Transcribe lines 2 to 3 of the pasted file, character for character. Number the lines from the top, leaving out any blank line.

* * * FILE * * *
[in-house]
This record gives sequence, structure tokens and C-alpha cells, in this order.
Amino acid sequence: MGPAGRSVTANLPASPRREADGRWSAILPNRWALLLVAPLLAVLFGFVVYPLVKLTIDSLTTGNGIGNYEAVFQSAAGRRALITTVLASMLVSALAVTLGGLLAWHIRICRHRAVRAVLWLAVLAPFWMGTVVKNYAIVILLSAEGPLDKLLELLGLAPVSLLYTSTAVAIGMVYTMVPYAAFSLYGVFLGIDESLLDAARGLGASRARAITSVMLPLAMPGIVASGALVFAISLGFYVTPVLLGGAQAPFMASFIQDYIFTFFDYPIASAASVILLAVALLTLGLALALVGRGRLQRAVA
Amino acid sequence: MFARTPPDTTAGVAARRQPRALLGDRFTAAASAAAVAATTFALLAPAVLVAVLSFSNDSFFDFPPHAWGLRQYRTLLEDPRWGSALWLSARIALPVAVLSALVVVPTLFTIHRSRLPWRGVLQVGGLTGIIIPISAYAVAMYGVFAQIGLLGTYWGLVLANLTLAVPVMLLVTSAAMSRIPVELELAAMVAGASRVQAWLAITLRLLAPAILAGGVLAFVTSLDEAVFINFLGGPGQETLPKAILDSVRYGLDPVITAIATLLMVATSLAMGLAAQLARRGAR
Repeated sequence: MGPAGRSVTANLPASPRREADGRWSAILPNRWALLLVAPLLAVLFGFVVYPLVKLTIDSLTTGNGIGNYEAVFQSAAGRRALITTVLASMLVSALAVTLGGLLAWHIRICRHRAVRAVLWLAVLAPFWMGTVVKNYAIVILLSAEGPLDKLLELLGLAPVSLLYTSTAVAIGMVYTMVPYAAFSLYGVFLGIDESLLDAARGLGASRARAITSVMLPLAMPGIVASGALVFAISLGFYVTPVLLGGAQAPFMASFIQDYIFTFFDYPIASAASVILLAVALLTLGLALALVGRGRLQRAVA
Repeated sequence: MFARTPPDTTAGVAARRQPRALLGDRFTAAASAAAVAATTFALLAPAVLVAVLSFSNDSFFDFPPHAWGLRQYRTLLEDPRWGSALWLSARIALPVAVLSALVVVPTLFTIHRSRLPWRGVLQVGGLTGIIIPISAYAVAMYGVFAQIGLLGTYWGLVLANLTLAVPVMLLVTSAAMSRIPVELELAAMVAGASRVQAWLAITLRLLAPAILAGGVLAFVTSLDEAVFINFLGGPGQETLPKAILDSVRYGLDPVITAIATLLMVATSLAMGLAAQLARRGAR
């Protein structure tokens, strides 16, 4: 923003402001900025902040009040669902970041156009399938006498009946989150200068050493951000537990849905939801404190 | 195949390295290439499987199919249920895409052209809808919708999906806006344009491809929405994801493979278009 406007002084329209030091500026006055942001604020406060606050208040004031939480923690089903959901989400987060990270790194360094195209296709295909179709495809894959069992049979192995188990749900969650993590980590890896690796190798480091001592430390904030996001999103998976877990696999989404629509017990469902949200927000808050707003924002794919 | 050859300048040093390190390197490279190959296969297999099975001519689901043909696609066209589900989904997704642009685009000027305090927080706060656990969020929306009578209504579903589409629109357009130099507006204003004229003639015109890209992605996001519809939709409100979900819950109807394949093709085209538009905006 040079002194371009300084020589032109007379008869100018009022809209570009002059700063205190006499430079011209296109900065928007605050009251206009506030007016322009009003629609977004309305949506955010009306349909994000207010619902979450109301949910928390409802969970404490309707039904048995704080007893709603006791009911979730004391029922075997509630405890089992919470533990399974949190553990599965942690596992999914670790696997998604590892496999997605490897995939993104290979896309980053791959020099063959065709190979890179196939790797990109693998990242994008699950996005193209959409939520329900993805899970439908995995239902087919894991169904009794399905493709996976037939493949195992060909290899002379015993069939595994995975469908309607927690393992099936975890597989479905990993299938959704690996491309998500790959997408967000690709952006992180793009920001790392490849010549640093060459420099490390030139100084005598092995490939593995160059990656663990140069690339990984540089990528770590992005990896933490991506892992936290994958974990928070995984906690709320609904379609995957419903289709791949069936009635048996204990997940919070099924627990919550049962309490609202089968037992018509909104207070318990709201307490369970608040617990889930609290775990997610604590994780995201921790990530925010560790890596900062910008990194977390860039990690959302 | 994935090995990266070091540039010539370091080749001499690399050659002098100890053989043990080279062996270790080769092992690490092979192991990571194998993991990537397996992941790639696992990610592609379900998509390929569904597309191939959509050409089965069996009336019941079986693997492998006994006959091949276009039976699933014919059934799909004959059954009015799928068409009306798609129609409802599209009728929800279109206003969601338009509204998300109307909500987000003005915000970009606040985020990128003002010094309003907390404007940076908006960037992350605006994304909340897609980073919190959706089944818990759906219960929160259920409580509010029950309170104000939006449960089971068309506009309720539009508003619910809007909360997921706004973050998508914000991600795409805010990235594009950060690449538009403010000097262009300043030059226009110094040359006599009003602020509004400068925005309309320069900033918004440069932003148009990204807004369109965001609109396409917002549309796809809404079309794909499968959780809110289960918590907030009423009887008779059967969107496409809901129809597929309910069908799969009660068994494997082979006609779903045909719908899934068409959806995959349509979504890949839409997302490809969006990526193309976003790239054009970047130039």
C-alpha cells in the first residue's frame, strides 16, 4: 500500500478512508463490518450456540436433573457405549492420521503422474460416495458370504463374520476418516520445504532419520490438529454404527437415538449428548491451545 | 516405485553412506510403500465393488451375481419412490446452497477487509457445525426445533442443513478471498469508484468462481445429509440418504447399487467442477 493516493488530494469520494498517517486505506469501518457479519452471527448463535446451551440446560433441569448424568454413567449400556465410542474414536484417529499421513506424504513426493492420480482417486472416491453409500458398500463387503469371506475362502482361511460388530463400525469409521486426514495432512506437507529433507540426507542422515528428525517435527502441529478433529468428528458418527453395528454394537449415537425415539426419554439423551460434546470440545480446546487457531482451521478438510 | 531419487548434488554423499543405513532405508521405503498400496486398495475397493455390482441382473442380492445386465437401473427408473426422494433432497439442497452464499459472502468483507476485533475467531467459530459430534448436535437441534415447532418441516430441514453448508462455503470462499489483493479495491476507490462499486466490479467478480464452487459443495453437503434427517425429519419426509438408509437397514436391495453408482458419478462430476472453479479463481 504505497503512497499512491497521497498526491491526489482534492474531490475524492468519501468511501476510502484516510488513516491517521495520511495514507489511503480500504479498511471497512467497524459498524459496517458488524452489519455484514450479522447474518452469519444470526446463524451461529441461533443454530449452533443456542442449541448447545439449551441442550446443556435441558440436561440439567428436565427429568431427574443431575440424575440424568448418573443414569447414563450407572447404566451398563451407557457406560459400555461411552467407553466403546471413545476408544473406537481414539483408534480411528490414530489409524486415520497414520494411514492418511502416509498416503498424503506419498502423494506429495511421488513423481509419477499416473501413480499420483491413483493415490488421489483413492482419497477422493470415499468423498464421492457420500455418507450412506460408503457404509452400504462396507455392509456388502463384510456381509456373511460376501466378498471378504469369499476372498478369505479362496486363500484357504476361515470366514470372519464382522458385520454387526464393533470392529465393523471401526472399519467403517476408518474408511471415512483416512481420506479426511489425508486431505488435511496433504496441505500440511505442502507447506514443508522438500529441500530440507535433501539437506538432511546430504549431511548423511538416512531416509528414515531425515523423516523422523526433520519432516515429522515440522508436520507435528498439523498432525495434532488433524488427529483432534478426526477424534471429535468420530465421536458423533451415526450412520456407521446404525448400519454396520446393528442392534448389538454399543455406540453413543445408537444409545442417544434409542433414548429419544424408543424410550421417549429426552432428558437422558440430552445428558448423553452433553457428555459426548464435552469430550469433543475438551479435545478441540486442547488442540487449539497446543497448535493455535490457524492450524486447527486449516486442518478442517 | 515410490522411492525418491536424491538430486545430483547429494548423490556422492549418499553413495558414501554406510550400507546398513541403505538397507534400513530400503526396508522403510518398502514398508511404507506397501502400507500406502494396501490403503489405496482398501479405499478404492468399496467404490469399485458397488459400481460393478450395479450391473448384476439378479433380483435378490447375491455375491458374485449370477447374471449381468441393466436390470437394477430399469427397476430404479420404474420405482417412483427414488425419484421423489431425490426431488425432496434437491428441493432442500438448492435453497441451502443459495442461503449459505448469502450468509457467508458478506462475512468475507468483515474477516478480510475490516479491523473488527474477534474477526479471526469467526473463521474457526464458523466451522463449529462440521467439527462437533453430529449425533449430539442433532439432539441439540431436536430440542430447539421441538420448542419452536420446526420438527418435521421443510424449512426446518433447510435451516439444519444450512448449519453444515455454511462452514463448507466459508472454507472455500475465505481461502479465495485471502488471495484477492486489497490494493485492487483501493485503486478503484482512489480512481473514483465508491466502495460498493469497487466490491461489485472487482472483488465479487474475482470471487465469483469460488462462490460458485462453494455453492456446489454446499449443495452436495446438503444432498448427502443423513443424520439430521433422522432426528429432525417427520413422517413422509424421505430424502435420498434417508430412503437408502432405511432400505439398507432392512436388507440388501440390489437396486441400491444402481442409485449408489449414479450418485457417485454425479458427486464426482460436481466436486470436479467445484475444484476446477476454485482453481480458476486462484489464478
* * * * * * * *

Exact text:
This record gives sequence, structure tokens and C-alpha cells, in this order.
Amino acid sequence: MGPAGRSVTANLPASPRREADGRWSAILPNRWALLLVAPLLAVLFGFVVYPLVKLTIDSLTTGNGIGNYEAVFQSAAGRRALITTVLASMLVSALAVTLGGLLAWHIRICRHRAVRAVLWLAVLAPFWMGTVVKNYAIVILLSAEGPLDKLLELLGLAPVSLLYTSTAVAIGMVYTMVPYAAFSLYGVFLGIDESLLDAARGLGASRARAITSVMLPLAMPGIVASGALVFAISLGFYVTPVLLGGAQAPFMASFIQDYIFTFFDYPIASAASVILLAVALLTLGLALALVGRGRLQRAVA